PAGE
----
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Two different terms for brother-in-law

Posted October. 02, 2017 07:33,   

Updated October. 02, 2017 08:11


I just had to stop for a moment when I first saw a banner of a political party at a downtown crossroads. The banner encouraged citizens to talk about denuclearization instead of asking each other about university exams, job applications and marriage during this Chuseok holiday. The suggestion was at least original – to avoid topics that could hurt feelings of family members and relatives. But what if the new and highly-political topic – denuclearization – also becomes a wet blanket?

It is the so-called hwa-byeong (an ailment caused by resentment and anger) season in Korea. This ailment only affects Koreans and is preval‎ent around traditional holidays when family members get together. According to the National Health Insurance Service, the number of hwa-byeong patients rapidly increase in September and October around Chuseok, the Korean Thanksgiving Day, and holiday syndrome followed by hwa-byeong even results in a divorce. The number of divorces increased average 11.5% during Seollal (the Lunar New Year’s Day) and Chuseok holiday compared to the previous month over the past five years, Statistics Korea said. The holiday syndrome virus lives off conflicts between mother-in-law and daughter-in-law. A mother-in-law came up with a simple and memorable prescription to fight off this virus: Do not ask your daughter-in-law to do something you would not ask your own daughter to do.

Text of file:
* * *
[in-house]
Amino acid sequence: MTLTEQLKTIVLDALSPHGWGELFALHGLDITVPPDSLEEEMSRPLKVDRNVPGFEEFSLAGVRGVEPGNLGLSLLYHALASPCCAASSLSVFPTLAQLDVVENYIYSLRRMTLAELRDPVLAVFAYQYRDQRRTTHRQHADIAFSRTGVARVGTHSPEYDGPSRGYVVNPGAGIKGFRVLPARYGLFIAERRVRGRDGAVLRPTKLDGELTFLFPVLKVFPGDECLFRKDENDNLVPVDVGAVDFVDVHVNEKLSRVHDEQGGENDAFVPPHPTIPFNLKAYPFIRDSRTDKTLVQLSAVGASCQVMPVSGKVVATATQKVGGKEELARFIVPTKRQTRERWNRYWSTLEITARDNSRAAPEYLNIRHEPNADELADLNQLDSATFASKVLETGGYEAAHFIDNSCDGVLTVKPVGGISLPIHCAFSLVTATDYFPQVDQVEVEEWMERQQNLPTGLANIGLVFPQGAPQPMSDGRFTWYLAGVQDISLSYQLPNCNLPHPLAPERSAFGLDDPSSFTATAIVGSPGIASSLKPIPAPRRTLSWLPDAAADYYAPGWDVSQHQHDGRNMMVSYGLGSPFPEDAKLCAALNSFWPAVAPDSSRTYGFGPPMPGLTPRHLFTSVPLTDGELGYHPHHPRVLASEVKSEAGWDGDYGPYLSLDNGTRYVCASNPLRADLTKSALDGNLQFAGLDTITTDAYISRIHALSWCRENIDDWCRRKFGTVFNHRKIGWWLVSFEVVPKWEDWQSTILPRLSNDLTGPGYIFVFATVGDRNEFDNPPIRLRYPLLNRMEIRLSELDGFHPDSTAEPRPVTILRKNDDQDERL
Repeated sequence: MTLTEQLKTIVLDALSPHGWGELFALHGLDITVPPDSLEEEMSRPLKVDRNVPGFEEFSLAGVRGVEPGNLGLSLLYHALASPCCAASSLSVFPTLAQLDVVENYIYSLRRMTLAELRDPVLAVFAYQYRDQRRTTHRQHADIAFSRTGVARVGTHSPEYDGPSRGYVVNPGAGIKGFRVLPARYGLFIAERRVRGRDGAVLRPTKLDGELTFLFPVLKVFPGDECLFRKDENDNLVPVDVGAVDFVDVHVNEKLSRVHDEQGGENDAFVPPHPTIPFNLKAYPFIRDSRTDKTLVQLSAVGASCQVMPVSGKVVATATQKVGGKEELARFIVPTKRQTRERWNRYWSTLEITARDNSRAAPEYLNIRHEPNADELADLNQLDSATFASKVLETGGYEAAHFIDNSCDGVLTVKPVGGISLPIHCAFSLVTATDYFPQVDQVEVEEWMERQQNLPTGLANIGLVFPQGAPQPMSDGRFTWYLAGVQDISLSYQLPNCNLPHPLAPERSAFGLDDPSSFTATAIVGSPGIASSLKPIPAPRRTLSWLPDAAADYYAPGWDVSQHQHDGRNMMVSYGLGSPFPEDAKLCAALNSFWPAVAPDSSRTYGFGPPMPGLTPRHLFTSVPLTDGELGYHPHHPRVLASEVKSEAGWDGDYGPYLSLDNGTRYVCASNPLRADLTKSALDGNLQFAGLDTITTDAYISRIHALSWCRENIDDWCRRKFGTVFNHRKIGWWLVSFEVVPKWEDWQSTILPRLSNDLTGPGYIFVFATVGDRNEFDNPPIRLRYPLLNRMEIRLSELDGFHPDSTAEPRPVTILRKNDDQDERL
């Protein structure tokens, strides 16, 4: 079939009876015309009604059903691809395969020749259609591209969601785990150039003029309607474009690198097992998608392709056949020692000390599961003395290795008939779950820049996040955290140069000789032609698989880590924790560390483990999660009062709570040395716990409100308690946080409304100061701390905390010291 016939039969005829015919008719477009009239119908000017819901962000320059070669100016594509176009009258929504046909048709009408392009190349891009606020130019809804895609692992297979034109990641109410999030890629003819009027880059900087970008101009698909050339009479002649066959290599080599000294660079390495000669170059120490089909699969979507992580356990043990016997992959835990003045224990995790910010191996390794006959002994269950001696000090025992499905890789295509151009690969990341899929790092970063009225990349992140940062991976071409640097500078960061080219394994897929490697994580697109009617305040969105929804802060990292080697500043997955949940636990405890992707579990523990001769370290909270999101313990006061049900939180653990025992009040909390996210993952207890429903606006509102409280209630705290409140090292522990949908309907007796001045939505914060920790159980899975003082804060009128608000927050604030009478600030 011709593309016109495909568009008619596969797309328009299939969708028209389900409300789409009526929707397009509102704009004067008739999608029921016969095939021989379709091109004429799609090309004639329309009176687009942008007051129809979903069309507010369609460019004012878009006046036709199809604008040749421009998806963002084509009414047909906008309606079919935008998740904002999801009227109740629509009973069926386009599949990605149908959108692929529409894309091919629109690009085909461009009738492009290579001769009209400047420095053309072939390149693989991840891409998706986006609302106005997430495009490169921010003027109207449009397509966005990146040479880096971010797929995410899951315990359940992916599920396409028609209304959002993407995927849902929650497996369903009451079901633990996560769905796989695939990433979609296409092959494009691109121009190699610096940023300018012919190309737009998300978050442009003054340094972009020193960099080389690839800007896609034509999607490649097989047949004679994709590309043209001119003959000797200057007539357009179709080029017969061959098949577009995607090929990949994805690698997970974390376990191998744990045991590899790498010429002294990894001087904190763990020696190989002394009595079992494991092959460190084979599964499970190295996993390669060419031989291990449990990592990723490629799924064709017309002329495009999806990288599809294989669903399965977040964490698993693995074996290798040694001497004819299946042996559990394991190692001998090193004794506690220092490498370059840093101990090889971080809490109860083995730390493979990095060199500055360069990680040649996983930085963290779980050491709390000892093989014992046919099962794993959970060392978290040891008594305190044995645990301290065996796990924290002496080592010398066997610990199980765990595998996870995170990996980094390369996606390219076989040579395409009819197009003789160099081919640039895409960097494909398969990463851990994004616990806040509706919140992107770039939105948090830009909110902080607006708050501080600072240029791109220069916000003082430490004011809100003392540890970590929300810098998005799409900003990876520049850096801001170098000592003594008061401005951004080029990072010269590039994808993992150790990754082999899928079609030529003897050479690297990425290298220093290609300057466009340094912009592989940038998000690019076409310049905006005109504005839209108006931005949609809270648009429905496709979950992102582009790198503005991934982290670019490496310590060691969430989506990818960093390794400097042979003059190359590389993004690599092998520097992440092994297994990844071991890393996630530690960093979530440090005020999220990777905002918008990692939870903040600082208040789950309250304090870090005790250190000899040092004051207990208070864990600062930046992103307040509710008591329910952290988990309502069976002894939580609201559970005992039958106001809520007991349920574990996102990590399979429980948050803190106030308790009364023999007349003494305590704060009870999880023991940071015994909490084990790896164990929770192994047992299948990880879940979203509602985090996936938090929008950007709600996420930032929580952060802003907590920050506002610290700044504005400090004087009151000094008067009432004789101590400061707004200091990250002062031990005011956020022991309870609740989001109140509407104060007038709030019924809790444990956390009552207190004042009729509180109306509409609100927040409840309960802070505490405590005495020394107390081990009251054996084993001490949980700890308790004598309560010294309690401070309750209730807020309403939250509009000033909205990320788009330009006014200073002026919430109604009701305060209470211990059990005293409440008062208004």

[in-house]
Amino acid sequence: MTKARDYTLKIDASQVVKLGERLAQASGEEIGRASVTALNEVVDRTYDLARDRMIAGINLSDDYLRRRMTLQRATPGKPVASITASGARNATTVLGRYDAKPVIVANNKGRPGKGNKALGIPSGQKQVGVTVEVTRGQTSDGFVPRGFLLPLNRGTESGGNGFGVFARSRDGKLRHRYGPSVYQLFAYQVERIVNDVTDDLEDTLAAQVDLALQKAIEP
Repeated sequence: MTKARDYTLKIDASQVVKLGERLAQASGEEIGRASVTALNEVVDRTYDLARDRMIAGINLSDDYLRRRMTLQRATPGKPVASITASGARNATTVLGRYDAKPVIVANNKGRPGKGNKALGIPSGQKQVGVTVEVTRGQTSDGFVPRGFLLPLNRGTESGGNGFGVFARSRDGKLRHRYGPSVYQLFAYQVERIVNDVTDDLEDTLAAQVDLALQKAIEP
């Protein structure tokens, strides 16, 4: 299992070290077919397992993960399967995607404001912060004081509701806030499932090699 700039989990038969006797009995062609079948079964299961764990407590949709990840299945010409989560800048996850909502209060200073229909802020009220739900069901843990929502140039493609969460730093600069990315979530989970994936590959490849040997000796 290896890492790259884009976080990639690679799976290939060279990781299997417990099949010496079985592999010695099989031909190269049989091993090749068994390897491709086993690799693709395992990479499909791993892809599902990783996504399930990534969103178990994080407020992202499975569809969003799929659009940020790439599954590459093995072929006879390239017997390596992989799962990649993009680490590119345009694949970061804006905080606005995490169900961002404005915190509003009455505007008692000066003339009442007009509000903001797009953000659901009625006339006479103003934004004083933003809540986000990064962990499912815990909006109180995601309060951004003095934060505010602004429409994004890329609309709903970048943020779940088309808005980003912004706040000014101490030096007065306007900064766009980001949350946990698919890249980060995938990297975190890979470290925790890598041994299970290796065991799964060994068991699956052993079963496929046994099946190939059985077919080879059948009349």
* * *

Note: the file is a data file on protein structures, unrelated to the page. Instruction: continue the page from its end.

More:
Nevertheless, a wind of change is blowing in various sectors along with the rise of alpha-girl generation daughters-in-law. A recent post – Daughters-in-law should have the same rights as other family members – on the petition board of Cheong Wa Dae that called the way of addressing in-laws into question is appealing to many. It criticized the fact that paternal family is addressed by honorific titles (Ajubeonim, Seobangnim, Doryeonnim and Agassi), while maternal family is addressed by plain titles (Cheohyeong, Cheonam and Cheoje).

“This runs counter to the gender equality of 2017 and bounds to erode women’s self-esteem,” the petitioner said, calling for improvement. Others also asserted some other words such as Oega (mother’s home), Chinga (father’s home) and Bonga (parents’ home) also need improvement, stressing that inequality starts from language. President Moon Jae-in wished Korean citizens happy holidays on the official social network of Cheong Wa Dae, saying that he hopes this Thanksgiving would be joyful both for men and women. Everyone should be happy during the holiday, because that is why holidays exist. I wish everyone – without one side having to sacrifice – happy Chuseok.